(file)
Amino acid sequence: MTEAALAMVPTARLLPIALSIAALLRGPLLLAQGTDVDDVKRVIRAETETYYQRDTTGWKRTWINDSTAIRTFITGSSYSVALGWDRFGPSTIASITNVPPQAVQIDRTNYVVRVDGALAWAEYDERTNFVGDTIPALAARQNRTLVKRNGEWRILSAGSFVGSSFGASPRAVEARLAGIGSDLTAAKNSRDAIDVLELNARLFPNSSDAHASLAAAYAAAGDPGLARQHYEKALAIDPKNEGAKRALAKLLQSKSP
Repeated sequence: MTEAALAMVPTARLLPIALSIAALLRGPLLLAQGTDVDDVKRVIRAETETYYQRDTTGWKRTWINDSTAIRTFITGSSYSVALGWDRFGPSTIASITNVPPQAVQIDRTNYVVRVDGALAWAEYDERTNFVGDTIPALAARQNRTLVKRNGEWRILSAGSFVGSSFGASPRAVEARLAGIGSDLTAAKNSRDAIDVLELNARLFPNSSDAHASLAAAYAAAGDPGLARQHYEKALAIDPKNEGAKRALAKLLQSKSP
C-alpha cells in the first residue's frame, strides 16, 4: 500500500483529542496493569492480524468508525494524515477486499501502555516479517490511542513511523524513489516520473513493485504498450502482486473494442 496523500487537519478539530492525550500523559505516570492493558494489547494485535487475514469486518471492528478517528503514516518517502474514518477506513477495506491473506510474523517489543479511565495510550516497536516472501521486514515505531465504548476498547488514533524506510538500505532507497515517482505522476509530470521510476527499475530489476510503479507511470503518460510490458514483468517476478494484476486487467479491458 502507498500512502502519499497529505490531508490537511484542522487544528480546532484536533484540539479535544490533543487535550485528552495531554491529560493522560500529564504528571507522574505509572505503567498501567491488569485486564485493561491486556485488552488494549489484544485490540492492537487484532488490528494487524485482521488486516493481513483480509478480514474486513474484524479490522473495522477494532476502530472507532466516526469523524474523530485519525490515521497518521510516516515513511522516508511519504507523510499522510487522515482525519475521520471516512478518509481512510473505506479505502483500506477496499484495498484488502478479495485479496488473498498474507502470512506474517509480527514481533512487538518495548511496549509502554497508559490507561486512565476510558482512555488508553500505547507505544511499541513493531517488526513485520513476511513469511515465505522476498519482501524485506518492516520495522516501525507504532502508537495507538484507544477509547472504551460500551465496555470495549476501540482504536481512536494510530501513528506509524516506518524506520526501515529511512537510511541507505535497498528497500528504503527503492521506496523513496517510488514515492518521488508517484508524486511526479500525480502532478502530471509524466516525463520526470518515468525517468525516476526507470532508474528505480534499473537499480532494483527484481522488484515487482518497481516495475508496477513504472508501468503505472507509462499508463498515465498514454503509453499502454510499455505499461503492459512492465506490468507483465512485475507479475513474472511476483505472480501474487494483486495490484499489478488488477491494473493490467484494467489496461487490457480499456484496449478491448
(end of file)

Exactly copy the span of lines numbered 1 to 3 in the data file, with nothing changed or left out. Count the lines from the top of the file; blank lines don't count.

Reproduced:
Amino acid sequence: MTEAALAMVPTARLLPIALSIAALLRGPLLLAQGTDVDDVKRVIRAETETYYQRDTTGWKRTWINDSTAIRTFITGSSYSVALGWDRFGPSTIASITNVPPQAVQIDRTNYVVRVDGALAWAEYDERTNFVGDTIPALAARQNRTLVKRNGEWRILSAGSFVGSSFGASPRAVEARLAGIGSDLTAAKNSRDAIDVLELNARLFPNSSDAHASLAAAYAAAGDPGLARQHYEKALAIDPKNEGAKRALAKLLQSKSP
Repeated sequence: MTEAALAMVPTARLLPIALSIAALLRGPLLLAQGTDVDDVKRVIRAETETYYQRDTTGWKRTWINDSTAIRTFITGSSYSVALGWDRFGPSTIASITNVPPQAVQIDRTNYVVRVDGALAWAEYDERTNFVGDTIPALAARQNRTLVKRNGEWRILSAGSFVGSSFGASPRAVEARLAGIGSDLTAAKNSRDAIDVLELNARLFPNSSDAHASLAAAYAAAGDPGLARQHYEKALAIDPKNEGAKRALAKLLQSKSP
C-alpha cells in the first residue's frame, strides 16, 4: 500500500483529542496493569492480524468508525494524515477486499501502555516479517490511542513511523524513489516520473513493485504498450502482486473494442 496523500487537519478539530492525550500523559505516570492493558494489547494485535487475514469486518471492528478517528503514516518517502474514518477506513477495506491473506510474523517489543479511565495510550516497536516472501521486514515505531465504548476498547488514533524506510538500505532507497515517482505522476509530470521510476527499475530489476510503479507511470503518460510490458514483468517476478494484476486487467479491458 502507498500512502502519499497529505490531508490537511484542522487544528480546532484536533484540539479535544490533543487535550485528552495531554491529560493522560500529564504528571507522574505509572505503567498501567491488569485486564485493561491486556485488552488494549489484544485490540492492537487484532488490528494487524485482521488486516493481513483480509478480514474486513474484524479490522473495522477494532476502530472507532466516526469523524474523530485519525490515521497518521510516516515513511522516508511519504507523510499522510487522515482525519475521520471516512478518509481512510473505506479505502483500506477496499484495498484488502478479495485479496488473498498474507502470512506474517509480527514481533512487538518495548511496549509502554497508559490507561486512565476510558482512555488508553500505547507505544511499541513493531517488526513485520513476511513469511515465505522476498519482501524485506518492516520495522516501525507504532502508537495507538484507544477509547472504551460500551465496555470495549476501540482504536481512536494510530501513528506509524516506518524506520526501515529511512537510511541507505535497498528497500528504503527503492521506496523513496517510488514515492518521488508517484508524486511526479500525480502532478502530471509524466516525463520526470518515468525517468525516476526507470532508474528505480534499473537499480532494483527484481522488484515487482518497481516495475508496477513504472508501468503505472507509462499508463498515465498514454503509453499502454510499455505499461503492459512492465506490468507483465512485475507479475513474472511476483505472480501474487494483486495490484499489478488488477491494473493490467484494467489496461487490457480499456484496449478491448